Missouri defensive end Michael Sam told the world Sunday evening that he was gay, setting up the prospect to be the first openly gay NFL player to play in the league if he is drafted, as is projected. The response to his interview announcement has been overwhelmingly positive; count this author among those who are supportive.
Despite such a showing of accepting behavior, there is still an underbelly to this revelation. Under the cloak of anonymity, one NFL player personnel executive stated, “I don’t think football is ready for [an openly gay player] just yet.” He continued, “In the coming decade or two, it’s going to be acceptable, but at this point in time it’s still a man’s-man game. To call somebody a [gay slur] is still so commonplace. It’d chemically imbalance an NFL locker room and meeting room.”
A man’s-man game. Seriously?
We’ve progressed to a point in society where it is no longer acceptable to be openly racist, sexist or bigoted in a blatant fashion, and this is certainly something to be celebrated. However, that does not eliminate the bigotry, racism or sexism. Rather, it takes on a new coded illustration in order to express their intolerance in a more politically correct fashion.
Recalling the 2008 Democratic Primary between Barack Obama and Hillary Clinton, a common refrain was that America just wasn’t ready for a black or a female President. What went unsaid was that the rest of the country would just have to be ‘ok’ with that and should wait until America was ready for said demographics.
I suspect the motives are the same here. Is the NFL ready for an openly gay player? The question surely is an interesting one and should be discussed at length. It is not, however, probative. Those who seek answers to this question hope to use the various answers it would glean as ammo in the correlated but unparalleled discussion of whether Sam should play in the NFL, whether his homosexuality should play a role in his draft stock and whether it should be considered as part of his player file, either as a positive or a negative.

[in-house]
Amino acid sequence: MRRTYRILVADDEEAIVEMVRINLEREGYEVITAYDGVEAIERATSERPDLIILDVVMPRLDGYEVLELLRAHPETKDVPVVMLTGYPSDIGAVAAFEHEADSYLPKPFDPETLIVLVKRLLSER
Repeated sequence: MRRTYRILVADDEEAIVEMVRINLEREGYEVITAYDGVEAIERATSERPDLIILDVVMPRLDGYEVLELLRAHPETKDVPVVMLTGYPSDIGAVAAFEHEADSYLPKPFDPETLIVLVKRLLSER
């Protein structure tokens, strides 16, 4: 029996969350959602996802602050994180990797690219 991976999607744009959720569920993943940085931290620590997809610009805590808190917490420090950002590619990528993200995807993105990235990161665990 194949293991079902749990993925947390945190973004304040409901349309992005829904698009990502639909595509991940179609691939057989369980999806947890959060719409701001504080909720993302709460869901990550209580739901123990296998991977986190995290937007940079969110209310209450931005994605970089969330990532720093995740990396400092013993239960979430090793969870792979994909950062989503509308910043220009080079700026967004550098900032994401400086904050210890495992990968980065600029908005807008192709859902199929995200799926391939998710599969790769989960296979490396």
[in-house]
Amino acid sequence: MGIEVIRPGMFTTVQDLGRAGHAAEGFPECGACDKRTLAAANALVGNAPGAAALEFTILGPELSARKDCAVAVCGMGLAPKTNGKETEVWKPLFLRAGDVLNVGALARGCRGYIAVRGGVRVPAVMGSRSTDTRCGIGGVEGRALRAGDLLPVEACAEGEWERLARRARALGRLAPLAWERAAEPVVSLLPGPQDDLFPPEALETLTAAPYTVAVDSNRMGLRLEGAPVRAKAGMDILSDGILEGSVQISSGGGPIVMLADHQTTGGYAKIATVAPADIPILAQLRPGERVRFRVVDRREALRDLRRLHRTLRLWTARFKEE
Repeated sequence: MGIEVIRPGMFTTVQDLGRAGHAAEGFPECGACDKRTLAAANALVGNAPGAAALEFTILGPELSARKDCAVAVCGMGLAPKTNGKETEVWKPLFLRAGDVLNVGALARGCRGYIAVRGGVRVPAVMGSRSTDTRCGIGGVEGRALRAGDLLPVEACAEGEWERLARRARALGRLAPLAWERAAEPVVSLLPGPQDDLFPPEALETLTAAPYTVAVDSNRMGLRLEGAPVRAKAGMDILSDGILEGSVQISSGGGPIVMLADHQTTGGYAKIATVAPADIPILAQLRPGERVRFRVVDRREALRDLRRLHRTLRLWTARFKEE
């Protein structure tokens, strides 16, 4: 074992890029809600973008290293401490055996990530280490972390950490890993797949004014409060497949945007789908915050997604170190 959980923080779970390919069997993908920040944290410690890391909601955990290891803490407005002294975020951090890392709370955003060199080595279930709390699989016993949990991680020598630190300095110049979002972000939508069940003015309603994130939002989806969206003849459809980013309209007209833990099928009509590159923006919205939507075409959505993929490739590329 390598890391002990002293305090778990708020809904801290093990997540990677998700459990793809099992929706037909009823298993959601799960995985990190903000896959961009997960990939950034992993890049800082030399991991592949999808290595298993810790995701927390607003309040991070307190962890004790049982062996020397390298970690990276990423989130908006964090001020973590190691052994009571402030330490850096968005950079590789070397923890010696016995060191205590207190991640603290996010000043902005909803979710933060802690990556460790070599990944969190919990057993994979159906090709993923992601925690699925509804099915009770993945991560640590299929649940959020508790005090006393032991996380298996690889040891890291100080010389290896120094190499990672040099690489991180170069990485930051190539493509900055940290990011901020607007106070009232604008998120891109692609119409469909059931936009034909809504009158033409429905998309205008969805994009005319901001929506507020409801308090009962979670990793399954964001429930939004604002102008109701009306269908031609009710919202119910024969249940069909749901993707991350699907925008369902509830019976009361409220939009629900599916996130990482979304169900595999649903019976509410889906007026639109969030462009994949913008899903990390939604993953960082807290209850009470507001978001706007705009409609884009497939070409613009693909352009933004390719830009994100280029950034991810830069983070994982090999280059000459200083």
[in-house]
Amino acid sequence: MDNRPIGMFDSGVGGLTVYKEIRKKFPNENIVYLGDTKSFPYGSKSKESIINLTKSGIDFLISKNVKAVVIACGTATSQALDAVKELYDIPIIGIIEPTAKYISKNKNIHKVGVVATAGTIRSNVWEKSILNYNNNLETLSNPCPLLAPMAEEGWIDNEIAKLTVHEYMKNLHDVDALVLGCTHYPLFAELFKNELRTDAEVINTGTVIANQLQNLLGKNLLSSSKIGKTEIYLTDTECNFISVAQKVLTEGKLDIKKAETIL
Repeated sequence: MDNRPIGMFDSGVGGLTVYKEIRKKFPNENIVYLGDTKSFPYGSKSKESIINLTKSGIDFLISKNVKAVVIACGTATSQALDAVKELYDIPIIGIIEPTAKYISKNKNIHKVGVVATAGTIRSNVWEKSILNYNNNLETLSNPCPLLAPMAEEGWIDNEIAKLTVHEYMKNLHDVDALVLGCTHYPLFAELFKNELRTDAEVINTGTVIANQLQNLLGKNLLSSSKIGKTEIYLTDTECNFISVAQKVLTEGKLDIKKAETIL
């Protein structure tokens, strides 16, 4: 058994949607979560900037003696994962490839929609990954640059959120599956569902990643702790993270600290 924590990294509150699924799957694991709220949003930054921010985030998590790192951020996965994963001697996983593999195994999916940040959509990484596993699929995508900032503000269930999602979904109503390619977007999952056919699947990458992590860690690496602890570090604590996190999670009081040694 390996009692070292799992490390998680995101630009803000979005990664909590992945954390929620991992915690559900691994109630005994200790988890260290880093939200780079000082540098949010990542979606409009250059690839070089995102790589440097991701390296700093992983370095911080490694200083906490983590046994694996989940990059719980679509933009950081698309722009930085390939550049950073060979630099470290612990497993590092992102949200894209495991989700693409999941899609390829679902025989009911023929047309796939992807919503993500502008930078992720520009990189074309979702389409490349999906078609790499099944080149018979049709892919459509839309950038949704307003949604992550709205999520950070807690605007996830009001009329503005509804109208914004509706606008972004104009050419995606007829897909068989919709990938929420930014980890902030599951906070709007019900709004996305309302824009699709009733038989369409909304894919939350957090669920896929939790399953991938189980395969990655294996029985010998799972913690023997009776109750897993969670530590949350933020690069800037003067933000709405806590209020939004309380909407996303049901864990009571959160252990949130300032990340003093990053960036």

Asking this question is an attempt to maintain the status quo. The subtext is not quite so subliminal. Throwing Sam into a locker room, according to the executive, would upset its chemical balance and challenge the manliness of the sport. Is this to mean that Sam is less of a man because he is gay? Does using gay slurs on the football field contribute to the sport’s masculinity? Nothing was ‘chemically imbalanced’ in the Miami Dolphins‘ locker room this past season, right?
The question of whether the NFL is ‘ready’ for Sam is totally and 100 percent irrelevant and does nothing but serve the purpose of those who wish to use his sexuality against him. To use any answer to this question as something other than an interesting topic on 60 Minutes is to misunderstand the nature of the situation. Whether football is ready for a gay player should not matter.
If Team A doesn’t want to draft Sam because he is gay, that is a Team A problem, not a Sam problem. If Team A doesn’t want to draft Sam because of the publicity and media attention the team will get as a result, this is a media problem, not a Sam problem. If Team A doesn’t want to draft Sam because some of their players don’t like the idea of a gay player in their locker room, that is a locker room problem and still not a Sam problem. In practice, it sheds a light on many of football’s already out-standing issues, not Sam’s potential one.
Sam’s imminent entrance into the ranks of the NFL is sure to brew up more and more articles and stories. The hope here is that it won’t and that he will be treated like any other consensus All-American defensive end entering the Draft. Questioning whether the NFL is ready for a gay player should not be a reason to reject him, but rather an invitation for him to join and change the culture of professional football from one that is perceived to be not ready, to one that is open and accepting.
Regardless of whether football is ready, we are all about to find out.